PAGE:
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Deconstructing Panitan Watanayagorn: Can Thailand be Isolated from the World?

Panitan Watanayagorn is currently adviser to General Prawit Wongsuwan, Deputy Prime Minister and Defence Minister.

The discourse created by the military as well as the pro-junta intellectuals about Thailand being an independent and self-sufficient nation, capable of living in isolation from the international community, is nothing but a self-denial tactic and a legitimacy machine. Immediately after the coup of 22 May, an army of Western countries voiced their concern about the disappearance of democratic space. Subsequently, they imposed “soft sanctions” against the junta.

In the case of the United States, as a treaty ally of Thailand and according to its laws, it is obliged to penalize the Thai junta for undertaking a coup that overthrew an elected government. This is true with regards to any country receiving military aid from the United States when it experiences a coup. On the day of the coup, U.S. Secretary of State John Kerry said in a statement, “I am disappointed by the decision of the Thai military to suspend the constitution and take control of the government after a long period of political turmoil, and there was no justification for this military coup. We are reviewing our military and other assistance and engagements, consistent with US law.”

Accordingly, the US government suspended financial assistance to Thailand by US$4.7 million halting joint programmes for Thai police training, which included firearms handling and a trip to the U.S. for senior officers. Although the United States went ahead with its annual military exercise under the name code “Cobra Gold”, it was downgraded to reflect the overall US sanctions against the Thai junta.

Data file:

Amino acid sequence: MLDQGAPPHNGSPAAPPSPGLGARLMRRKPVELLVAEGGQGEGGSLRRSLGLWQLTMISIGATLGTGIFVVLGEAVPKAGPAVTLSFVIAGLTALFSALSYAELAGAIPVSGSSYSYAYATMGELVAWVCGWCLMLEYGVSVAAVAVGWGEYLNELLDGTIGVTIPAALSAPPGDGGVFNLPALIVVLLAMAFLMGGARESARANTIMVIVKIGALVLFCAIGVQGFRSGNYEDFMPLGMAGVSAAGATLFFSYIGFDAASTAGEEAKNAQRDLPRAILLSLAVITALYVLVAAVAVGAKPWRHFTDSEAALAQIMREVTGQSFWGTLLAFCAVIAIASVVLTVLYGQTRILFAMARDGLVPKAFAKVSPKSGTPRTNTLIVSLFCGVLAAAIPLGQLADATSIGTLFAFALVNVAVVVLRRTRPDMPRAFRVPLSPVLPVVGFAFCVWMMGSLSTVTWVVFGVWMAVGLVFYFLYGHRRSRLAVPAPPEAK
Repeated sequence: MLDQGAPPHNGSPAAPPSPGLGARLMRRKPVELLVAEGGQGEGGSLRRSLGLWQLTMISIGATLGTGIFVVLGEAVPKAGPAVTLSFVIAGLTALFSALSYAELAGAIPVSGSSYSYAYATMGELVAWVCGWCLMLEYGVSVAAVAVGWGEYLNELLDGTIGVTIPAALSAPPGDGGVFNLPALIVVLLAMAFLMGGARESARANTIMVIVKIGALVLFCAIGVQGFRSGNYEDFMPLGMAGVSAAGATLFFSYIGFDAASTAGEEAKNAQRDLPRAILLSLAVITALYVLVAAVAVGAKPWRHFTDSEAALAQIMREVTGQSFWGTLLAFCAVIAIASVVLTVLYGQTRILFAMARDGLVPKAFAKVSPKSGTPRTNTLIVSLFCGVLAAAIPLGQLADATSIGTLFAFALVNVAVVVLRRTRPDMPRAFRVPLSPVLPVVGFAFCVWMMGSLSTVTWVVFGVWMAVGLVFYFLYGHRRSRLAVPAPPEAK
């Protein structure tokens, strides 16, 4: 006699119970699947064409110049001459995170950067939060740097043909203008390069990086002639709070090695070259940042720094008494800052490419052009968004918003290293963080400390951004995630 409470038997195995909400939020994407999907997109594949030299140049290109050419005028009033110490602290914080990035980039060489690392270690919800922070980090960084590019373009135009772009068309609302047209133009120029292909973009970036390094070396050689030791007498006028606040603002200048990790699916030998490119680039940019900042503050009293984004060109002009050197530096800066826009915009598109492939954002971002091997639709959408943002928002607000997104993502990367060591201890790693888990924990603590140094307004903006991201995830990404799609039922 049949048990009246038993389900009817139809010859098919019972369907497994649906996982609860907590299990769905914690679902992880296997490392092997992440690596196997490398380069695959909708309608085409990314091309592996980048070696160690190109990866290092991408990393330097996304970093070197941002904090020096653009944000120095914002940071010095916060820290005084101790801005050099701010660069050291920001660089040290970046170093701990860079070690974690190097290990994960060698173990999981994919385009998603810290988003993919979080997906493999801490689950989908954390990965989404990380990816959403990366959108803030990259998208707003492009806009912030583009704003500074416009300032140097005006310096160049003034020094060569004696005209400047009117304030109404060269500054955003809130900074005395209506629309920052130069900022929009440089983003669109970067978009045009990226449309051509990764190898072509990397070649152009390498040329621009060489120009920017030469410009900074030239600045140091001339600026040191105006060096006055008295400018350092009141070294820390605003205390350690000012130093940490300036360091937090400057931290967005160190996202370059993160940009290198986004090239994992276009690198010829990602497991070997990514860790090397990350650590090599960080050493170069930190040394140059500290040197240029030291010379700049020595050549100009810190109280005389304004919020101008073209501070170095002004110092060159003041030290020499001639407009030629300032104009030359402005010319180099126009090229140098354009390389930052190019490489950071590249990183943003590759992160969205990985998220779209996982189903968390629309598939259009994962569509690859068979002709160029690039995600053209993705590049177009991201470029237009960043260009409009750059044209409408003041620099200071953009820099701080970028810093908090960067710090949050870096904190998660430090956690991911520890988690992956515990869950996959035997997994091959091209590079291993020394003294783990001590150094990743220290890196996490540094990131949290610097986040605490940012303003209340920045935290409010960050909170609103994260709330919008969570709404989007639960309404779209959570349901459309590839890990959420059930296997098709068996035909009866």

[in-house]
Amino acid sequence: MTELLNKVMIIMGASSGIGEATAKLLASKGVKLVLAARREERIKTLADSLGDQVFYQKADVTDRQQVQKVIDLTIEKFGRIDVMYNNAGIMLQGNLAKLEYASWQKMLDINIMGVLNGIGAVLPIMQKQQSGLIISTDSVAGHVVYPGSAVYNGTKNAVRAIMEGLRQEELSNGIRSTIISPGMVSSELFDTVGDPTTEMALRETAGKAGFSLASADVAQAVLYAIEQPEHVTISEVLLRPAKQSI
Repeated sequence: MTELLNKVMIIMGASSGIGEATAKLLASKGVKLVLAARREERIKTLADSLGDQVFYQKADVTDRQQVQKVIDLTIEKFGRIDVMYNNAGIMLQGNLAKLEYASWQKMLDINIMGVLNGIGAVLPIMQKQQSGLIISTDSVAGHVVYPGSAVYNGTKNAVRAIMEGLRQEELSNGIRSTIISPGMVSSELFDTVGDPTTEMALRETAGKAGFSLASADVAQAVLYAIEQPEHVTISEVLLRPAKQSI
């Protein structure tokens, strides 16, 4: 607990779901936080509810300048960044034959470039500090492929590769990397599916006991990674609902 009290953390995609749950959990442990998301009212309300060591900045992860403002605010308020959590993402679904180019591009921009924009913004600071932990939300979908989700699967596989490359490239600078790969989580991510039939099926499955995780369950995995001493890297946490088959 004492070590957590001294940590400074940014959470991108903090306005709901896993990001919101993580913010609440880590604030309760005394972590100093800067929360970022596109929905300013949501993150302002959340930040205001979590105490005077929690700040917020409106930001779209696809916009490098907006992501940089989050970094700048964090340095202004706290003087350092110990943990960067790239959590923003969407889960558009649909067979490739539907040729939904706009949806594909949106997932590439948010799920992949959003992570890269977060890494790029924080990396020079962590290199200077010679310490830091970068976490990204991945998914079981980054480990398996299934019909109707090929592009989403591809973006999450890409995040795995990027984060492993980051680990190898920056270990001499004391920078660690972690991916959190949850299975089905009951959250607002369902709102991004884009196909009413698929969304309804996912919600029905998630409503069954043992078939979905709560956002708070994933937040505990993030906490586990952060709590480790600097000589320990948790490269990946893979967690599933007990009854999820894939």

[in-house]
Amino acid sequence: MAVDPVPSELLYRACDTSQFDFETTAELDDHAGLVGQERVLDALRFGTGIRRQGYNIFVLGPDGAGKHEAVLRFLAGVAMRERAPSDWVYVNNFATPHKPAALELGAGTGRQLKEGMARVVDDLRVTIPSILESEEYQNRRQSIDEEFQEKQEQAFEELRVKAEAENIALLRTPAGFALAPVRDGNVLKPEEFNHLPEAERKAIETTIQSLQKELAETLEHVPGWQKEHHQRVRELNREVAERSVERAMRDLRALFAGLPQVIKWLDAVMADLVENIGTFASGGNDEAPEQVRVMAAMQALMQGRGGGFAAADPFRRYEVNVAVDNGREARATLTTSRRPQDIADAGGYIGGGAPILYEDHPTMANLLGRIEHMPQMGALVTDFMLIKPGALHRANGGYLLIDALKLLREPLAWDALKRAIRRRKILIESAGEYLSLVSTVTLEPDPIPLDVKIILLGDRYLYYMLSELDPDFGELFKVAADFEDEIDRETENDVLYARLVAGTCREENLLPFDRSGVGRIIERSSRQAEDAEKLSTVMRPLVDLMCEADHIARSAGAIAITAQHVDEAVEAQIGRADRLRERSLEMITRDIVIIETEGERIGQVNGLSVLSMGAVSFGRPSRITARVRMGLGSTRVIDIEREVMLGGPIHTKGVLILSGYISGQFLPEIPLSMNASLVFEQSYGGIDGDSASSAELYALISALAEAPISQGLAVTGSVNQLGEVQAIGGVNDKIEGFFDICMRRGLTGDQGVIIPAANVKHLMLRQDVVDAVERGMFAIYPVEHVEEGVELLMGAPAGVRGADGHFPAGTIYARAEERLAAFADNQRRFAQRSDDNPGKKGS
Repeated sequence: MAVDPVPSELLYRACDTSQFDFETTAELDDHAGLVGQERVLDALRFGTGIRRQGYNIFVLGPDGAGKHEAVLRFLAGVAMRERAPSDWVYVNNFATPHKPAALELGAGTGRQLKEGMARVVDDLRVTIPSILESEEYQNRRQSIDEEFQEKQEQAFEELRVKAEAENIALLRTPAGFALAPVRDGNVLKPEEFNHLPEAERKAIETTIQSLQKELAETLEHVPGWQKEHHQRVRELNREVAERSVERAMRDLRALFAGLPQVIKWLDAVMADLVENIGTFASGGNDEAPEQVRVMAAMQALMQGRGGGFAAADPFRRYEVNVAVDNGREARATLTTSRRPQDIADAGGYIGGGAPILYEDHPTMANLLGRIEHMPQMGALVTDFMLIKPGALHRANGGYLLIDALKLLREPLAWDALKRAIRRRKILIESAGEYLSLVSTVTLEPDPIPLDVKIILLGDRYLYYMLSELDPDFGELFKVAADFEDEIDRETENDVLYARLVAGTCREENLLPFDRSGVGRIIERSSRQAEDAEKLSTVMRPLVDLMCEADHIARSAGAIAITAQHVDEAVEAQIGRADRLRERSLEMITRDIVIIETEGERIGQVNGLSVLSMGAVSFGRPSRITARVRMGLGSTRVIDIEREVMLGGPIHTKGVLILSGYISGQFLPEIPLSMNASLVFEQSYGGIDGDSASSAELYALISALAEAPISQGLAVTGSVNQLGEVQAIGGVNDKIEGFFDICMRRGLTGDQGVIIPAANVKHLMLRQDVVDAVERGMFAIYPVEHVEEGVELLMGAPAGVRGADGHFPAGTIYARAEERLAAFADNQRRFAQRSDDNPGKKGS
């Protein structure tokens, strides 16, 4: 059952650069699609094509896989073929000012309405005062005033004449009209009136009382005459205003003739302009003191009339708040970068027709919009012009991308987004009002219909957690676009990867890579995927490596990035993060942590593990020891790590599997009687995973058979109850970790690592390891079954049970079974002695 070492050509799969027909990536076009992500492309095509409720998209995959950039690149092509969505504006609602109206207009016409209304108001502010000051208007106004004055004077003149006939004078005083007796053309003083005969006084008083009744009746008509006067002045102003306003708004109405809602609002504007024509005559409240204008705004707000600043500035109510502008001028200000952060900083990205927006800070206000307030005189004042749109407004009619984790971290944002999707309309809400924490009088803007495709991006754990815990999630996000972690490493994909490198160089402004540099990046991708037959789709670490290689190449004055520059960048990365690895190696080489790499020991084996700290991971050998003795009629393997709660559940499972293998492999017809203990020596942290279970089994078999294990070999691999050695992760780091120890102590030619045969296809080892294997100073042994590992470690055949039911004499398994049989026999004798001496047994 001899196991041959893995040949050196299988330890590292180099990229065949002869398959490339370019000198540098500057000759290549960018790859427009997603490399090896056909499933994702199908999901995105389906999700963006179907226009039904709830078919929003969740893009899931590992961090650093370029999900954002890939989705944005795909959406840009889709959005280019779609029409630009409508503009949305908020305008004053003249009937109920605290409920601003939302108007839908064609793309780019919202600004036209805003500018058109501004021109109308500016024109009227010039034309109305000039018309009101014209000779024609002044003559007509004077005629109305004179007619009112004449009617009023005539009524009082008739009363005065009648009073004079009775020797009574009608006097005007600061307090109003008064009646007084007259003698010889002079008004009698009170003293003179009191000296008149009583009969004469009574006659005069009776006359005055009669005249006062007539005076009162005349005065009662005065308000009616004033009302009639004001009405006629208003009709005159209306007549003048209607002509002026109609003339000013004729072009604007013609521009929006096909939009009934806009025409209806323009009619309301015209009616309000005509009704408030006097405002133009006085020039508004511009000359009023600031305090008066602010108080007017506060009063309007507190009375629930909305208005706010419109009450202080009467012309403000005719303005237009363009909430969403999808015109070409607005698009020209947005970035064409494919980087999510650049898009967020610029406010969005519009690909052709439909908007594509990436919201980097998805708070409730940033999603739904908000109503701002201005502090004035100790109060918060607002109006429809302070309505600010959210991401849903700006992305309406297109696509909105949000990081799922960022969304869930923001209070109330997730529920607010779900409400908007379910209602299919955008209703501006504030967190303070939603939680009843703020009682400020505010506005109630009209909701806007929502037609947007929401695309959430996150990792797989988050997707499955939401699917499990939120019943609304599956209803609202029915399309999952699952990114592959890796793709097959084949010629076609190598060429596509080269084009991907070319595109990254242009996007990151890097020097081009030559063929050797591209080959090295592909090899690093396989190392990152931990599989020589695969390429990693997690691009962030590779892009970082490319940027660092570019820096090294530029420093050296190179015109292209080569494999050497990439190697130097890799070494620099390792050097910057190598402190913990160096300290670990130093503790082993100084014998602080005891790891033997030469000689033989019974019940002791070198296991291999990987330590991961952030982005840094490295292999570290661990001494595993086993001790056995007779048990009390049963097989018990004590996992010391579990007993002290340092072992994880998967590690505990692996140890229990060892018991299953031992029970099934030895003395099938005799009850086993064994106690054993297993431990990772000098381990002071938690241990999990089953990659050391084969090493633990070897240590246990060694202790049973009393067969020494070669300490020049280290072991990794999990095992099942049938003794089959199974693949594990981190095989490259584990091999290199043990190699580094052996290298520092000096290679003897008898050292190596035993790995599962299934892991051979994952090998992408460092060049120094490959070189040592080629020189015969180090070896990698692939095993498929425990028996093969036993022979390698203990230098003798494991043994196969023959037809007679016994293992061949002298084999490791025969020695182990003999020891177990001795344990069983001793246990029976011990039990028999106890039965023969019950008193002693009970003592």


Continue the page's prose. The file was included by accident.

The European Union initiated its own sanctions against the NCPO by announcing that it would freeze ongoing bilateral cooperation, including the suspension of all official visits to and from Thailand. In more specific details, the EU has halted its Partnership and Cooperation Agreement with Thailand, which was finalized in November 2013, but was yet to be ratified. The Agreement was designed to strengthen cooperation in a variety of sectors including “tourism, employment, education, migration, transport and environment.” It also aimed to promote a political dialogue between the two sides.

Additionally, the EU has shelved the negotiations with Thailand on the Free Trade Agreement. Bilateral trade between the EU and Thailand stood at 32 billion euros, or US$42 billion, in 2012. Such a move would cost Thailand many business opportunities in Europe. The EU has also imposed a travel ban for all members of the NCPO. The Council of the European Union released its statement on 23 June 2014, urging the military to restore the legitimate democratic process and to respect and uphold human rights and fundamental freedoms by freeing all political detainees. Failing to do so could result in “further possible measures” against the NCPO.

Meanwhile, the Australian government, on 31 May 2014, issued a statement confirming the postponement of bilateral military operations with Thailand. It said, “Australia has postponed three activities for coming weeks in Thailand: a military operations law training course for Thai military officers; a reconnaissance visit for a counter improvised explosive device training exercise; and a reconnaissance visit for a counter terrorism training exercise. The Australian Government has also put in place a mechanism to prevent the leaders of the coup from travelling to Australia.”